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The Dandi Diaspora

Cause and effect. Indian expertise in civil society problems gives them a global edge.

The Dandi Diaspora
The Dandi Diaspora
outlookindia.com
-0001-11-30T00:00:00+0553
Why Desis Lead In Civil Society Groups
  • Indians have a better, first-hand experience of poverty. And also richer experience in combating it.
  • Excellent at mobilising masses, in contrast to those in the west who are good only at lobbying.
  • Indians groomed in the Gandhian tradition of working for the forgotten people and organising citizens for peaceful protests.
  • India provides a democratic space for experimentation, in an environment not suppressive of innovative ideas. It helps produce well-trained leaders.

***

Of all those acronyms that crowd the communication space, there could hardly be another that sounds as dully inconsequential as 'NGO'. The yawn it inspires stretches right across 'civil society', defined as all those who organise themselves to pursue collective benefit. The persisting image of the 'civil society types' is badly dressed people who haven't showered for weeks just to make a political point, who live unwanted in a village somewhere except when they step into the city carrying posters to demand a better world, never mind how. Basically, the last reserve of someone with too much morality, or too little gumption, to be a proper scoundrel.

The trouble is that this no-proper-man's land is now beginning to matter worldwide in dramatic, even historic, ways. And Indians are right up there in leading that change, pushing governments and global giants like the World Bank into doing what they are convinced a lot of people want. These Indians are taking the street to meetings where decisions are taken over the lives of millions, even billions; and where necessary, in suit language.

It has the face of, say, Salil Shetty who heads the United Nations Millennium Campaign, whose job it is to hold governments to the promises made in 2000 to improve education and health, and reduce poverty. It's a campaign that could determine the quality of life of a couple of billion people, not forgetting that a few hundred million of them are in India. Shetty took up the position after taking over as the first non-Brit head of ActionAid, a charity with a once very British stamp.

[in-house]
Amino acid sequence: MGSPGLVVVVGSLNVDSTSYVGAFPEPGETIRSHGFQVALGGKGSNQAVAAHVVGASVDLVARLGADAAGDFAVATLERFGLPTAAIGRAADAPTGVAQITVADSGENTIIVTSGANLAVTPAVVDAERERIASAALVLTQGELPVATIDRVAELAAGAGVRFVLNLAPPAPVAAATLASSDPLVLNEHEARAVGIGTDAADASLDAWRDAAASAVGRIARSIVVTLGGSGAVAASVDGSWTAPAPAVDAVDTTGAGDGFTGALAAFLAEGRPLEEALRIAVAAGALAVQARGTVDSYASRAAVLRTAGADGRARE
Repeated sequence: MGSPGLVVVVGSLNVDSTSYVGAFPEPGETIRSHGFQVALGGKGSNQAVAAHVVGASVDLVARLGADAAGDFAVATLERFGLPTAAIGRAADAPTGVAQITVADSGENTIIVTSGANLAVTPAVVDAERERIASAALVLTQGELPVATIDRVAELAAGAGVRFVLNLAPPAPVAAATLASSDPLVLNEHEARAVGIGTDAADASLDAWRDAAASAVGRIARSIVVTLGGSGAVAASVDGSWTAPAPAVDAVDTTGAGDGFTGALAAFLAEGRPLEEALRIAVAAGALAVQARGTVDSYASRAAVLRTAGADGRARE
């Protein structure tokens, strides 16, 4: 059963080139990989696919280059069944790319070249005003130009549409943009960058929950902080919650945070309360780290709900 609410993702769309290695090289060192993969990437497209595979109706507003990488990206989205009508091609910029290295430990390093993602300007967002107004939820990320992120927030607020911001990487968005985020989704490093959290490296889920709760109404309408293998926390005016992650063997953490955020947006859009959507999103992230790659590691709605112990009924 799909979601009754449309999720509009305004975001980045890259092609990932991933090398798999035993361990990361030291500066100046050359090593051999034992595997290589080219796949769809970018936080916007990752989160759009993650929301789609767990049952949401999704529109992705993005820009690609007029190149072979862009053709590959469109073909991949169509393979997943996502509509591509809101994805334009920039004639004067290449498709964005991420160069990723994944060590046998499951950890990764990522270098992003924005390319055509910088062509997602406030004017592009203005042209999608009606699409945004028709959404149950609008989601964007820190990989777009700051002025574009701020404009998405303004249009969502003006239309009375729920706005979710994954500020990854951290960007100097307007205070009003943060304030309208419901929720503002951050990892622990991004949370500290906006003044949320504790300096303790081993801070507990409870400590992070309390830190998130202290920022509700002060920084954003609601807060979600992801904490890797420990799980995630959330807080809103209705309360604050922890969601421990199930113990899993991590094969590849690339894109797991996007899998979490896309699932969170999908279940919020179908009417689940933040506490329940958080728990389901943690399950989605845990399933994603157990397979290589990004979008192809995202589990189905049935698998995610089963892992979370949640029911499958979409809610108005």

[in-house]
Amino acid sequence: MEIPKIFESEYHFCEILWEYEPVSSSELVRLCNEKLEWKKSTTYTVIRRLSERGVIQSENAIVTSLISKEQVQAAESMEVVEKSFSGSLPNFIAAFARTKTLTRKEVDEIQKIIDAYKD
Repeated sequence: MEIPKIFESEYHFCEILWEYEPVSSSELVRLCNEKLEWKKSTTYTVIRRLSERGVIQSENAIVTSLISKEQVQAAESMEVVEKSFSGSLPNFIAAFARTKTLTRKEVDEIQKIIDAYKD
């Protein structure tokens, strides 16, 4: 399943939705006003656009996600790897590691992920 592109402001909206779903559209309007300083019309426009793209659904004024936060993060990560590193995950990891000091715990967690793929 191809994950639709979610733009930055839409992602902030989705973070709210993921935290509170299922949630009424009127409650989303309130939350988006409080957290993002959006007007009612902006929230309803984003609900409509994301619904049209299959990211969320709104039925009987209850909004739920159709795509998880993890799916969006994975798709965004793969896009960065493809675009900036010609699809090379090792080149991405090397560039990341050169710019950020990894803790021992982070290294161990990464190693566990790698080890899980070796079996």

It wasn't the expected way to go for someone who joined an MBA programme at the Indian Institute of Management, Ahmedabad. "I went into the MBA programme kicking and screaming and pretty much stayed that way for the two years when I was there, asking why we need to study how to make rich people richer," Shetty told Outlook. And when after the MBA he also cleared the IPS exam, and then decided to join an NGO, "my friends thought I had gone bananas". Instead, he's gone places, in this un-smartest of callings.


Ashok Khosla, Development Alternatives, IUCN: IUCN is the world’s biggest environmental grouping; research and field projects all over

Invisible to an uncaring media, these Indians have been stepping ahead in parallel with Indians taking space around the top in other fields; the many writers, businessmen like Laxmi Mittal. Now Ashok Khosla from the NGO Development Alternatives has come to head the IUCN (International Union for Conservation of Nature), the world's biggest environmental grouping that carries out research and field projects around the world, bringing together more than a thousand government and independent organisations. Then there's Dalip Mukarji, a doctor who worked at a leprosy centre in Andhra Pradesh and now heads Christian Aid, one of the largest charities in the world, supporting hundreds of millions of people. Ingrid Srinath heads Civicus, a hugely influential network of civil society groups around the world. John Samuel is international director of ActionAid.

These are not just Indians who happen to be there; they are there because they happen to be Indians. "In relation to social justice and poverty eradication questions, nobody can talk with greater legitimacy than an Indian," says Shetty. "We have both the largest number of poor people in the world and some of the most effective interventions to combat it. Take the Right to Information or Right to Food campaigns; they are at the leading edge of civil society action to combat poverty and discrimination."

In some ways, India has its problems working for it. Ingrid Srinath says, "The exposure to both, deep, structural injustices of the kind prevalent in India, and the multiplicity of successful civil society interventions there, makes it possible to relate to injustice and marginalisation around the world and to retain a sense of optimism and constructive engagement even in situations that seem utterly dire."


John Samuel, ActionAid: Global anti-poverty agency working with the world’s poor everywhere